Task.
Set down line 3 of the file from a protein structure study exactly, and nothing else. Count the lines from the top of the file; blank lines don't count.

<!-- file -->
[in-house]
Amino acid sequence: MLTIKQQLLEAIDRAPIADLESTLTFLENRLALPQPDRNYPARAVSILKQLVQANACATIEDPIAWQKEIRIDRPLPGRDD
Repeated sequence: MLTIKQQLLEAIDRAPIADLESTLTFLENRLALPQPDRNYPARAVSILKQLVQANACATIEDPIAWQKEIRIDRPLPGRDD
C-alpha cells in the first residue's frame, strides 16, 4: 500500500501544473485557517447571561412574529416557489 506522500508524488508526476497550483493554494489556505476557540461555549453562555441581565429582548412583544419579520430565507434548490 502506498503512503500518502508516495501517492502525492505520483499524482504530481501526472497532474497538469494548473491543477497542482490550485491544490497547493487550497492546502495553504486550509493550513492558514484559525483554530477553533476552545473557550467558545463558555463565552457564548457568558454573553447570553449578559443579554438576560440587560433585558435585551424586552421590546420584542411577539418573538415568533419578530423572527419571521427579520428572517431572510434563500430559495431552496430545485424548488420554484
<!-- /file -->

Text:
Repeated sequence: MLTIKQQLLEAIDRAPIADLESTLTFLENRLALPQPDRNYPARAVSILKQLVQANACATIEDPIAWQKEIRIDRPLPGRDD